Let's start with RJ45 first.
RJ stands for “registered jack,” and the true RJ45 connector was developed as part of the standardized telecommunication network interface for the purpose of connecting telephone networks. It is smaller and cheaper version of telephone communication network and it is easier to work with them as well.
8P8C: refers to the array of pins and the name is Eight Position, Eight Contact. In 8P8C connectors, each plug has eight positions that are spaced approximately 1 mm apart. Individual wires are inserted into these positions. There are a variety of 8P8C connectors with the modern RJ45 Ethernet connector being the most prevalent. So 8P8C is a name of category and RJ45 is one of the subcategories.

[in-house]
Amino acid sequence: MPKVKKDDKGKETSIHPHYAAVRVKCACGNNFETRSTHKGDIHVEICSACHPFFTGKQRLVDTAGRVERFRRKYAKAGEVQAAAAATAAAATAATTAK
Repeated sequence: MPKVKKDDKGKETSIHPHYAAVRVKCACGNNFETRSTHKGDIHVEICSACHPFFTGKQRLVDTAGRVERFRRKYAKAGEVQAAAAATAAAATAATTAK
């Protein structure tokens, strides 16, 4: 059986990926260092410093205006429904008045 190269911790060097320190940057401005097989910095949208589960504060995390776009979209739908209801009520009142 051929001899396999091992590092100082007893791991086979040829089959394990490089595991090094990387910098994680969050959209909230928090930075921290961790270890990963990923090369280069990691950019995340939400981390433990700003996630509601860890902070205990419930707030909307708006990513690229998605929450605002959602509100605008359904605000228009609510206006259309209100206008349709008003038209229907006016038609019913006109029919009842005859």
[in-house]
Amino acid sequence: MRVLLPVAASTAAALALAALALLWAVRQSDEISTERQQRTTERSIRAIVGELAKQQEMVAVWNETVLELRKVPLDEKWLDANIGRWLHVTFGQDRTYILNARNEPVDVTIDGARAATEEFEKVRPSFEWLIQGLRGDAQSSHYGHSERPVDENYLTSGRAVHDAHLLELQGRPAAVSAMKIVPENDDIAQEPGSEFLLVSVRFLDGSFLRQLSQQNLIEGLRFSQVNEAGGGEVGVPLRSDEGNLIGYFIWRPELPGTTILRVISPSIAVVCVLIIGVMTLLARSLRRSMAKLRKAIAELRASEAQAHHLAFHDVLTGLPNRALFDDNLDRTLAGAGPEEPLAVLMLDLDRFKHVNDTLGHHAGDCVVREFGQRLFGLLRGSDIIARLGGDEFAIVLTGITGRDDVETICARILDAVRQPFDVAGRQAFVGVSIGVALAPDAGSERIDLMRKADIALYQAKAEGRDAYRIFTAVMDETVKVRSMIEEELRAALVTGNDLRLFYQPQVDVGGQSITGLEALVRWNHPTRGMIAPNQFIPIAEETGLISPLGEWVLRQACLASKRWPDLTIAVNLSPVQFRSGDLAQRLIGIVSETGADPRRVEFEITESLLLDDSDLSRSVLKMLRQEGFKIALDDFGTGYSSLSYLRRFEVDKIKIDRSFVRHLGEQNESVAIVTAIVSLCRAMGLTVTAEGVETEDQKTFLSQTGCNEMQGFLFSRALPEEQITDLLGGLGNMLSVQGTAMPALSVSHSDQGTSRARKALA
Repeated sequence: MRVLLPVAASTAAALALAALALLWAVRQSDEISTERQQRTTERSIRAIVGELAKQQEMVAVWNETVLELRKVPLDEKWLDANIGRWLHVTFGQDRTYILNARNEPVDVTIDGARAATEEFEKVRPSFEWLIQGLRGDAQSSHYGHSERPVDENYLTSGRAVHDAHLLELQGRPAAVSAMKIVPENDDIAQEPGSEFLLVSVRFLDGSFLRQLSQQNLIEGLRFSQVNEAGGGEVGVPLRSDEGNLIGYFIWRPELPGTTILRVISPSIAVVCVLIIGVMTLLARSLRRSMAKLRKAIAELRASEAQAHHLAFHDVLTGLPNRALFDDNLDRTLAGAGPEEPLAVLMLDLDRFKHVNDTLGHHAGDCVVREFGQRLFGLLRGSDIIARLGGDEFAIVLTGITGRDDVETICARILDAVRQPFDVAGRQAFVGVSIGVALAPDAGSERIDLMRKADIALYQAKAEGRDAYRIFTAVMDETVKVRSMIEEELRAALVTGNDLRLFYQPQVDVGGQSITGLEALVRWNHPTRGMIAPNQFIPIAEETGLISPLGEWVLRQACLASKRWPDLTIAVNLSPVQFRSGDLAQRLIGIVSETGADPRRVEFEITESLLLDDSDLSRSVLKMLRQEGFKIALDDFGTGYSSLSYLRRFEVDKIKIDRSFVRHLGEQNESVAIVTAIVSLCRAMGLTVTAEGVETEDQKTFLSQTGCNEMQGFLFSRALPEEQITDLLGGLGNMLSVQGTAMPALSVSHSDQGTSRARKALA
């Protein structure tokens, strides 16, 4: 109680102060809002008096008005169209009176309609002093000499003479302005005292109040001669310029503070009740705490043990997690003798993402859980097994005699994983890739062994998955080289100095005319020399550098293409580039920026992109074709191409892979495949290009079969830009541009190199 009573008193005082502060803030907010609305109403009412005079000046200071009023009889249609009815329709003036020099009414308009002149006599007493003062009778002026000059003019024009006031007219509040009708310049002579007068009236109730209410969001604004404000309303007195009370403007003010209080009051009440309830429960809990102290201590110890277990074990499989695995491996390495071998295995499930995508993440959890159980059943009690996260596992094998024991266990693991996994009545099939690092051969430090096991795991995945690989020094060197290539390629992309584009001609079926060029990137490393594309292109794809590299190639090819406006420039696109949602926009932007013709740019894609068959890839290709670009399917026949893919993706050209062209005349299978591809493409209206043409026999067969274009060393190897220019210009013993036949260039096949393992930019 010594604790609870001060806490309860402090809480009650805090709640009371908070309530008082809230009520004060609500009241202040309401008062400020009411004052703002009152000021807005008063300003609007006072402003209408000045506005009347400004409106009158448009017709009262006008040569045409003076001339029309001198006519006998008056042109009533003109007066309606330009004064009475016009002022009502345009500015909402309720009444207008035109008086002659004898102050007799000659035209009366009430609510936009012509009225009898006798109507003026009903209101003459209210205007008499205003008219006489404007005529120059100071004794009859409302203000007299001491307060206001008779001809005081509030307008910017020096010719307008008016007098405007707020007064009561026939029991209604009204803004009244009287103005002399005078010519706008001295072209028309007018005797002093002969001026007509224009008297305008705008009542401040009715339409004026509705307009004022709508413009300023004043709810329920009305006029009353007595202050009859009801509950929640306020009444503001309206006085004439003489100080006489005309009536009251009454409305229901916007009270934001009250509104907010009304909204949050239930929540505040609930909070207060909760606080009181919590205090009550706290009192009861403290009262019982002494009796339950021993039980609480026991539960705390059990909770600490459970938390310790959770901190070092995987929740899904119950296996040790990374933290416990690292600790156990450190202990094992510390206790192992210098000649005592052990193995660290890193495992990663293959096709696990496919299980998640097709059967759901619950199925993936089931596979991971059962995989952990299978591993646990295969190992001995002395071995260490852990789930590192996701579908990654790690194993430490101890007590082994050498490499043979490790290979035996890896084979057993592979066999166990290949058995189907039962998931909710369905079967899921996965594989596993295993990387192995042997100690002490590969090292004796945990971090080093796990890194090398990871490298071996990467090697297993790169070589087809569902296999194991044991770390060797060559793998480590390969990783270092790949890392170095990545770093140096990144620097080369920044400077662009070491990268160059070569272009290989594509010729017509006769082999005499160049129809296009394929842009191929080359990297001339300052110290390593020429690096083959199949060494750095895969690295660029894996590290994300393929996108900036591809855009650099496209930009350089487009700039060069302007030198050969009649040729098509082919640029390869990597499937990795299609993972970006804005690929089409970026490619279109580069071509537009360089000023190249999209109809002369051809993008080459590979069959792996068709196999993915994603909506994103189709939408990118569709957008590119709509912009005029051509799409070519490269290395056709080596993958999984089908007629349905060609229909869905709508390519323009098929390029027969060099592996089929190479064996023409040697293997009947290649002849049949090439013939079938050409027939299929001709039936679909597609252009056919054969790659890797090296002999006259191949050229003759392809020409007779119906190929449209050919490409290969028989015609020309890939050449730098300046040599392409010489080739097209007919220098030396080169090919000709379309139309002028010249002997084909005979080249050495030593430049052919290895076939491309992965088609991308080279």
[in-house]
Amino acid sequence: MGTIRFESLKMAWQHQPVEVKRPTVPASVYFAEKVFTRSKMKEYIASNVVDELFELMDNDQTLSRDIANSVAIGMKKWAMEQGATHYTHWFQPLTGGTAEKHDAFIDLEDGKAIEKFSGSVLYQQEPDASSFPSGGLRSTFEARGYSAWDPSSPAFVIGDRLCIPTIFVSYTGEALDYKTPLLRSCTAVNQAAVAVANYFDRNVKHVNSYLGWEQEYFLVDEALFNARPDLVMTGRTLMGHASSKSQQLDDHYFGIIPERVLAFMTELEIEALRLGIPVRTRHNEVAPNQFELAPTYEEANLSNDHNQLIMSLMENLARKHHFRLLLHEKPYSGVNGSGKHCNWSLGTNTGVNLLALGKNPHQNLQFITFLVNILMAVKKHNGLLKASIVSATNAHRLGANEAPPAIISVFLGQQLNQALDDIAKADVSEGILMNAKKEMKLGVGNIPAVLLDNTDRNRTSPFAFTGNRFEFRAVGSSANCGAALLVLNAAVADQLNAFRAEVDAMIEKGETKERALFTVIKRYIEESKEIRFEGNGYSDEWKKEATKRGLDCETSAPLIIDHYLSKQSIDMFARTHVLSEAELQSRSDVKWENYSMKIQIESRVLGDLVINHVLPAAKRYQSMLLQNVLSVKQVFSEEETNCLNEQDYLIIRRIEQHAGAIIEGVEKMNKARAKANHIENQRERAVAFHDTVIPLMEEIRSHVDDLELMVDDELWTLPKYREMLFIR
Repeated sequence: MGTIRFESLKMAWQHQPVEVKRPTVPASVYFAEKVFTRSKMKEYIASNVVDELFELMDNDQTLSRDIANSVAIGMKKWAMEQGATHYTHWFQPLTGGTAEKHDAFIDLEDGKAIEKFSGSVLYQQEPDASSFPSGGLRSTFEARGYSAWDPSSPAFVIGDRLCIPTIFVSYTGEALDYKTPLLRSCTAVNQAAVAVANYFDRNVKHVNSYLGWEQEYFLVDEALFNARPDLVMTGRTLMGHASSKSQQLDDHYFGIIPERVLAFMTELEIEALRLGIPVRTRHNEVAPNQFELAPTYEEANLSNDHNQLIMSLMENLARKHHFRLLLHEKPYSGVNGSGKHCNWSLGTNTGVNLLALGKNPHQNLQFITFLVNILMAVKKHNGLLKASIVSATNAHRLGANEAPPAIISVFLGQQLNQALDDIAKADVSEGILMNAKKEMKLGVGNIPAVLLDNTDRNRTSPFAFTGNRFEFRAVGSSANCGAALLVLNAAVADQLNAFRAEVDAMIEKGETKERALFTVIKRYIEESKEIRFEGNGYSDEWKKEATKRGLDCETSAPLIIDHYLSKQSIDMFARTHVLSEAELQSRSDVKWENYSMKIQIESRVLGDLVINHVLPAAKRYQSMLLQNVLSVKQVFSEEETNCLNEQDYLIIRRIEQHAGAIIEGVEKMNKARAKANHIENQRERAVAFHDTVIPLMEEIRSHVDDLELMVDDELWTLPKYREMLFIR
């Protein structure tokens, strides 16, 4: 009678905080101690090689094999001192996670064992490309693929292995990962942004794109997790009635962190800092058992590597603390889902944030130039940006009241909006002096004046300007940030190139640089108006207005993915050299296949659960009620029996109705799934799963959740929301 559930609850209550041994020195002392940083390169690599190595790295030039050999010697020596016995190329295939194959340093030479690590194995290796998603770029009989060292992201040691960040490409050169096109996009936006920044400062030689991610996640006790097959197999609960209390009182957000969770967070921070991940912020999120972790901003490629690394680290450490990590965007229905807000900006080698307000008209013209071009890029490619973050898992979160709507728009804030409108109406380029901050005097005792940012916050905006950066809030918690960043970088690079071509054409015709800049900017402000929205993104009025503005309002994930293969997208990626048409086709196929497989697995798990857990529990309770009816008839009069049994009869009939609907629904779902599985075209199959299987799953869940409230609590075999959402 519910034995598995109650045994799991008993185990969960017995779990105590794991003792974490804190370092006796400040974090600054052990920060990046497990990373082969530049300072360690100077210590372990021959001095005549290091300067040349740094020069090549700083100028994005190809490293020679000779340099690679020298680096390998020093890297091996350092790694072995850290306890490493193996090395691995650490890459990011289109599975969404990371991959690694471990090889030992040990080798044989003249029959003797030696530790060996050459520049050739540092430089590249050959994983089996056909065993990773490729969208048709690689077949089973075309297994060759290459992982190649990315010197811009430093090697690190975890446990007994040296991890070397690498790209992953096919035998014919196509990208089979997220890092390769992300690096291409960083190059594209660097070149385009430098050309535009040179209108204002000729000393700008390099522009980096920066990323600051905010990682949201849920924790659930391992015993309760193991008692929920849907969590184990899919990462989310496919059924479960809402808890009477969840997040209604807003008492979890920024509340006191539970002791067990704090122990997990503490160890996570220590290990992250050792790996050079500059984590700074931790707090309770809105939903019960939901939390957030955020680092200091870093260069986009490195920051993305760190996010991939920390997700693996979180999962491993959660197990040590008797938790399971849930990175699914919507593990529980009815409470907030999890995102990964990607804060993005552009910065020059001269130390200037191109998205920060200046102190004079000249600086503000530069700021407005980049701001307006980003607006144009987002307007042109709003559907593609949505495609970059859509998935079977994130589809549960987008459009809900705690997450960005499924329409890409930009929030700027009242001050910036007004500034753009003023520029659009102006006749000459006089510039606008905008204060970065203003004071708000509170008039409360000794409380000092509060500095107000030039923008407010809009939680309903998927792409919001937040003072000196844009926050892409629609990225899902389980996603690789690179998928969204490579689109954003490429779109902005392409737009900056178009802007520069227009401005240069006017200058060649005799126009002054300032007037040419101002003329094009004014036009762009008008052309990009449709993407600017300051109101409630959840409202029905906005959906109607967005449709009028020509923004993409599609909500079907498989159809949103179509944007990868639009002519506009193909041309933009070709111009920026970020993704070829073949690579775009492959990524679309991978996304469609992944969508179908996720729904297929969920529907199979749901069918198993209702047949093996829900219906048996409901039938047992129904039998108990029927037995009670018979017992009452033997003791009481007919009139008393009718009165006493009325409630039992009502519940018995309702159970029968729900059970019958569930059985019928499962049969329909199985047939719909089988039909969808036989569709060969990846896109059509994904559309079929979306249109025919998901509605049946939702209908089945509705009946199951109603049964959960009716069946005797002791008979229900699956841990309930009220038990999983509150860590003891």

The differences between 8P8C connectors and RJ45 connectors are shown in the following diagram:
The connectors are not compatible with one another because of the keying used in RJ45; 8P8C connectors can plug into RJ45 receptacles, but the inverse is not possible as it used Poke Yoka to avoid wrong connection.
Today, almost all electronic device using 8P8C connectors that show documentation for RJ45 connectors, which is technically incorrect. This is a common mistake in throughout industries, and actually it is not a big concern as long as both terminology works.
For better understanding of RJ45 let's talk about two types of RJ45 wiring.
There are two RJ45 pinouts (T568A and T568B), and they are technically 8P8C connectors, it is very likely you will hear them strictly referred to as RJ45 connectors, and all documentation surrounding them will use the same terminology. As such, for the sake of clarity, we will refer to them as modern RJ45 connectors.
As you may know T568A and T568B is about wire arrangement on RJ45 plug connector and keystone jacks.